Checking off on his bucket list of starring in a Disney feature film, Ben Schwartz recalls his working experience on the squirrel-starring ‘Flora & Ulysses’

If Ben Schwartz has proven anything over the last decade in mainstream entertainment, it is that he could do anything. A multihyphenate that he is — from voice-acting, acting, penning books and screenplays, directing to doing stand-up — he should have a ‘been there, done that’ T-shirt by now. But Flora & Ulysses has him beaming from ear to ear during a video interview with MetroPlus.

Had someone told him that he would be starring in a Disney film, starring a computer-generated squirrel, he says his reaction would be “just so excited”. The 39-year-old admits that he still goes to Disneyland twice a year (except during the lockdowns). “Seeing that Disney logo appear on screen and knowing I would be on screen too, would pump me up; what an amazing feeling!” He adds with a chuckle, “As for a squirrel, of course!”

Flora & Ulysses comes during the third wave of superhero films and series but offers a breath of fresh air in the form of a precocious Flora Buckman (Matilda Lawler) who befriends a squirrel with powers that are anything but rodent-like. Ben Schwartz, playing Flora’s father George Buckman, says when he first got the script, he thought it “so funny and well put-together”.

He recalls wondering if the film’s team had got an extremely talented actor to play Flora, it would make for a very special movie. “And they did,” he adds, referring to Broadway actor Lawler, “Matilda is so smart and she never forgot her lines. She was able to cry every time!” The film also stars Alyson Hannigan, Danny Pudi, Kate Micucci, and Bobby Moynihan.

Doing it for the kids

The film is an adaptation of Kate DiCamillo’s novel of the same name, and was well-read for its take of Flora’s outlook on life. Oftentimes, child-centred films have a dumbing-down or condescension about them, but both DiCamillo and Brad Copeland (the film’s scriptwriter) retained Flora’s inquisitive and mature outlook on life. “I love the fact that Flora is smart and understands adult problems, though she doesn’t know everything because she is a child,” explains Schwartz, “but she is able to attack things in a more adult brain-set. It is a lovely way to express that character. In improv, we say ‘play to the top of your intelligence and never dumb anything down for the audience.’ Brad and Kate, with the script and book respectively, were able to show a kid without over-simplifying them. This lets the lessons that she learns to branch out into different age groups.” Schwartz and Lawler also bonded on set, often playing a mental telepathy game as a way to stay connected.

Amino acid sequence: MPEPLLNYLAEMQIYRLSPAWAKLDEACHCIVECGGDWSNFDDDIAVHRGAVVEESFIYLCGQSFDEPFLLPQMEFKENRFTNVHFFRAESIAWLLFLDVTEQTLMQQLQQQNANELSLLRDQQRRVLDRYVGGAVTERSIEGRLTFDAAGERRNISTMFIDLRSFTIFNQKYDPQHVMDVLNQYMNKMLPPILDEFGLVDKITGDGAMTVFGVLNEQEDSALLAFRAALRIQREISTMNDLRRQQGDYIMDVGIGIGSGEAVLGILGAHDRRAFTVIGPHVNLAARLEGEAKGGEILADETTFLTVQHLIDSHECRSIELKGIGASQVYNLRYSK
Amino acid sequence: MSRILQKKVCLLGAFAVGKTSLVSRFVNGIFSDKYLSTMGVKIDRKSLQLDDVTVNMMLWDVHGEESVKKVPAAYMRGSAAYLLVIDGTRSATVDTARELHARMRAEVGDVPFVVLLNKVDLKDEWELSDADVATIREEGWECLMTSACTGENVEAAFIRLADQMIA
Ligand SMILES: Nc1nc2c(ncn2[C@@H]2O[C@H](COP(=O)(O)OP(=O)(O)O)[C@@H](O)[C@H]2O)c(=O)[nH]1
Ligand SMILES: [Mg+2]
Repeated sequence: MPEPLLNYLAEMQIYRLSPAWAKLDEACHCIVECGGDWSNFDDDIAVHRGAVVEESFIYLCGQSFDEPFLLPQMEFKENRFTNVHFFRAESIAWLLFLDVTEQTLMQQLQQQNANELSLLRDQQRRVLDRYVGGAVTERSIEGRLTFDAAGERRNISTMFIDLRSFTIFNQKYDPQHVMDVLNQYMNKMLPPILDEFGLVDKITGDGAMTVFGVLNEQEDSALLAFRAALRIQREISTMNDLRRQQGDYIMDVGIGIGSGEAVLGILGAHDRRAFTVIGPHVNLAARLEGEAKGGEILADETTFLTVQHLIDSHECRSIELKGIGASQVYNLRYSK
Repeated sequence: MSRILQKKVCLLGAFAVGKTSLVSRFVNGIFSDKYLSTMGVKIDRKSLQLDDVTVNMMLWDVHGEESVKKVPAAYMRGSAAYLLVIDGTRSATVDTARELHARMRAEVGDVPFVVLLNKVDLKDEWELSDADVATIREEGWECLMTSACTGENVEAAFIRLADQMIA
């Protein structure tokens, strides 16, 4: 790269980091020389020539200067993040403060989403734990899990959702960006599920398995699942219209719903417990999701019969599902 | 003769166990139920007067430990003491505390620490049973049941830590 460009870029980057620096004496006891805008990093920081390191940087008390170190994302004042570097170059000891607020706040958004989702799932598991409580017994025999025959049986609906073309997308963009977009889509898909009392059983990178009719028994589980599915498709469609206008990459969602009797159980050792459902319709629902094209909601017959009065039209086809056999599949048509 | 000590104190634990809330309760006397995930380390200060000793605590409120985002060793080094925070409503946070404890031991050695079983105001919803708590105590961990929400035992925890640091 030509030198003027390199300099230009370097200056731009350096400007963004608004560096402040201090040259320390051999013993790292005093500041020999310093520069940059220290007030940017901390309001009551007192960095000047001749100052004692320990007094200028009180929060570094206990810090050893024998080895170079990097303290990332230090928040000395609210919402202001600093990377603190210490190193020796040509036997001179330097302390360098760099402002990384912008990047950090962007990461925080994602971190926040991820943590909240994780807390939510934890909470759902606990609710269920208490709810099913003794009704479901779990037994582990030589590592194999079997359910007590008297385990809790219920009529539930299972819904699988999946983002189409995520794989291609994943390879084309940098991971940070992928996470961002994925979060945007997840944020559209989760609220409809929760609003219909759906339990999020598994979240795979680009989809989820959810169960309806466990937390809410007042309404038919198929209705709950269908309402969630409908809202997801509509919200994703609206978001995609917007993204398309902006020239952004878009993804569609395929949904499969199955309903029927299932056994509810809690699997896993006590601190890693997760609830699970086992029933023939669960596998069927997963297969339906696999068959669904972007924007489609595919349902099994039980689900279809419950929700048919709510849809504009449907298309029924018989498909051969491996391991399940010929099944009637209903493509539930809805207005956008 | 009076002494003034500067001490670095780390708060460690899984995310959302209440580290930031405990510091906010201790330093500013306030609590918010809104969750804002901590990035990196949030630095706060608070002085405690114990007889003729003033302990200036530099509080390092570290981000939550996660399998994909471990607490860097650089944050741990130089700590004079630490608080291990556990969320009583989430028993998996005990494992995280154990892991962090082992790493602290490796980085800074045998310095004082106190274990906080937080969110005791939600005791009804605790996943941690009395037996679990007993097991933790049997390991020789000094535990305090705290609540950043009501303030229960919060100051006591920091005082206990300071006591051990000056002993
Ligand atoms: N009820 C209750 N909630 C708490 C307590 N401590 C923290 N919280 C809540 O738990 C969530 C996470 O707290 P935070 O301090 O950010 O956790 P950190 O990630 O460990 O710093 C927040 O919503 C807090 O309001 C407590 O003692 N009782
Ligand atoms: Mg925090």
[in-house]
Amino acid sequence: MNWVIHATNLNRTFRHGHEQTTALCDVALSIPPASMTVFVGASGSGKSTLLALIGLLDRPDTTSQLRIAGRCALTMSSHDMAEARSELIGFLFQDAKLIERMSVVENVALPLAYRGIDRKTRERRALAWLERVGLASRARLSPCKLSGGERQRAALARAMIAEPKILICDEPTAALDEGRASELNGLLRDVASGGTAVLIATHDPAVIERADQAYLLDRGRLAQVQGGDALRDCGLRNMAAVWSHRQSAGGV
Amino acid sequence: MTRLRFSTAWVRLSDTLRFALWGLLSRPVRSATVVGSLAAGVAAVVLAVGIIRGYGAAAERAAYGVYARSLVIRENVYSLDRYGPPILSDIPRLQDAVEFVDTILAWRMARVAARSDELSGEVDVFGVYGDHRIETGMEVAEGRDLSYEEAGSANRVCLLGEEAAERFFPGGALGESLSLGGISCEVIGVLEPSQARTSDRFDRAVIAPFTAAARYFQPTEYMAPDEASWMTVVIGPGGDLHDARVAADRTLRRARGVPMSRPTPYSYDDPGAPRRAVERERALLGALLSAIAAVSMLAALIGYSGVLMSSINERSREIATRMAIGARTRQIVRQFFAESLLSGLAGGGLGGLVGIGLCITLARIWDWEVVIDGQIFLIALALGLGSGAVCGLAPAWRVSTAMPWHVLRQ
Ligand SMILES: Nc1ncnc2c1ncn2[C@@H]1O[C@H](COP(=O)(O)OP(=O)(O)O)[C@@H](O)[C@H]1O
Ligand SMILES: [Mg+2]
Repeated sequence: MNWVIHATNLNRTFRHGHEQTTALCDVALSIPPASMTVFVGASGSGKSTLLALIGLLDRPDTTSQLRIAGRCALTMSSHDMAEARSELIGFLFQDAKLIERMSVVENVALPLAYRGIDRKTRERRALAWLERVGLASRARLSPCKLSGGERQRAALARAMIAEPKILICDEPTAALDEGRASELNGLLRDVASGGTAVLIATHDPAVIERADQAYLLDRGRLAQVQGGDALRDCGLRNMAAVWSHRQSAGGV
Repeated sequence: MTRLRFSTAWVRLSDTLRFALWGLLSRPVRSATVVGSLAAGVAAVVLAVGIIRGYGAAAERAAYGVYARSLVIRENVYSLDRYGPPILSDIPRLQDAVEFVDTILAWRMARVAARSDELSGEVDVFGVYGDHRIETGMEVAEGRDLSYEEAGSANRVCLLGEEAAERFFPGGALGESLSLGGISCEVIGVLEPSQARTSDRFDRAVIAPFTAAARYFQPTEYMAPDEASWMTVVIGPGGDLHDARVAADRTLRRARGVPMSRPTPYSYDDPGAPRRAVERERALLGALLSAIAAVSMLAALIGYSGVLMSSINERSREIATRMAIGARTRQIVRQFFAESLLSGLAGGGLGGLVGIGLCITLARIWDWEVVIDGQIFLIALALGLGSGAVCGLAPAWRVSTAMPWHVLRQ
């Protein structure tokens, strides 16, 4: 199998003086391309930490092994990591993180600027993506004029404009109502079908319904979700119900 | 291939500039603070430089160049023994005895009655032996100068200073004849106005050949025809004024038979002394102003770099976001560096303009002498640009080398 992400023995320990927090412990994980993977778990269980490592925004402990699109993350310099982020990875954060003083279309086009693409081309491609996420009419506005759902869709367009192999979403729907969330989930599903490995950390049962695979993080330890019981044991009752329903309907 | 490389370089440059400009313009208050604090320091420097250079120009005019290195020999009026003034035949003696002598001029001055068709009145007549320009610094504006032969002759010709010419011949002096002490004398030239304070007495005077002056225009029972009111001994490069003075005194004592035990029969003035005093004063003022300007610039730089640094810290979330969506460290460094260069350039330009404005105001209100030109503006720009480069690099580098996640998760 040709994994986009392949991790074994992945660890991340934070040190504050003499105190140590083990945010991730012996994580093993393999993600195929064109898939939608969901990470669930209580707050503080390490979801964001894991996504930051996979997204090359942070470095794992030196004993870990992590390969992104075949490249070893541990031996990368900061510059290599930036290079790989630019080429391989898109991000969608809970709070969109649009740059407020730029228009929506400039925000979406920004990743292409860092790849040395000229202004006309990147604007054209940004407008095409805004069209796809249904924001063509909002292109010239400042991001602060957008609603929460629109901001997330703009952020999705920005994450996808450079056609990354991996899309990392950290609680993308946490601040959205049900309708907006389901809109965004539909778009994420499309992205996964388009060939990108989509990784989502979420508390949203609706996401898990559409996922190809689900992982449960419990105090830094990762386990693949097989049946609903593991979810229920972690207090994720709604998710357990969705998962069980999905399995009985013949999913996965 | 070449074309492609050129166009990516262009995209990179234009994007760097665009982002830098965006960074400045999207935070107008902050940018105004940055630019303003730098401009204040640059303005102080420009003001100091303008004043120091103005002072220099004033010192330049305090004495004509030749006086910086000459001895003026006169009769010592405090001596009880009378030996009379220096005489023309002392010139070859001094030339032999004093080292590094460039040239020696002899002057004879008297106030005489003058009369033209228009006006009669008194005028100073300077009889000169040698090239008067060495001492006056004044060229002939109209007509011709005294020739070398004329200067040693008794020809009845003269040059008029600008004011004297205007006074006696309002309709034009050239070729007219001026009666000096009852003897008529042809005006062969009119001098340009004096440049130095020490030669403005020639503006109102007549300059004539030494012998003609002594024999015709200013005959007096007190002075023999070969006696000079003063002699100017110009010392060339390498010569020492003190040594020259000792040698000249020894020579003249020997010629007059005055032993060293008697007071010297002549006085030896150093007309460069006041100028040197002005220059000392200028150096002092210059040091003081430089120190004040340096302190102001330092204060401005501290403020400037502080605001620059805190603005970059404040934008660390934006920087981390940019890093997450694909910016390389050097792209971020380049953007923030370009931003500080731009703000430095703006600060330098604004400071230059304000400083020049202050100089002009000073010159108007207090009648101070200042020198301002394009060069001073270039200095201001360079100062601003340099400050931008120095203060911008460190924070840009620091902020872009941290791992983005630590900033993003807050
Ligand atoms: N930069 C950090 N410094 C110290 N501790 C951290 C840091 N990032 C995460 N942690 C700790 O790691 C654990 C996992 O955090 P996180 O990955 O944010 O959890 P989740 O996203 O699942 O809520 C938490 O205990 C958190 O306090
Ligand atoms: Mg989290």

Schwartz, who is deeply close with his parents, is playing a parent perhaps for the first time. But when he and director Lena Khan sat down to discuss his character’s internal landscape. They agreed that, “George had to be a little detached not only from his family but from the world too, it’s a little sad.” He adds, “It’s always a bit of a bummer, to act sad around a child. But as he is around Flora and Ulysses, he becomes more of his old self again, but a different version.” Khan had essentially the notion of ‘when Flora comes with hope, it fills her father up with hope too,’ and Schwartz finds this growth both wonderful and fun to watch and experience.

Having worked with directors including Mike Mitchell for The LEGO Movie 2, Matt Ratner for Standing Up, Falling Down, and Jeff Fowler for Sonic the Hedgehog, Schwartz looks on his experience with Lena Khan with reverence. “It is wonderful to have a director like her on this big-budget movie. It is the second film for her but her first big one; she worked so hard months and months beforehand and was always prepared,” he gushes, “Imagine for your second movie, your most expensive actor is a fake squirrel! She had to track so many things and always thought about what is best for the movie and put us in a safe environment. Her work ethic while juggling a family was just incredible and she should be proud of it. We knew that this film, as we were making it, would warm hearts and give you that Disney feeling that washes over you.”

No interview with Ben Schwartz is complete without some reference to his iconic Parks & Recreation character Jean-Ralphio Saperstein. Yes, George Buckman indeed seems to be a far cry from the money-splurging, sing-song-speaking spoiled brat that faked his death in the name of insurance fraud. Schwartz, unlike most actors who sigh at the frequent mention of a character they have played in the past, actually laughs aloud at the mention of Jean-Ralphio, explaining fondly, “The legacy of that character is still living on, and how he has people singing about how much they hate other people is amazing!” So, would George Buckman and Jean-Ralphio Saperstein get along if they ever met in person? Probably not.

Flora & Ulysses streams on Disney+Hotstar Premium from February 12.

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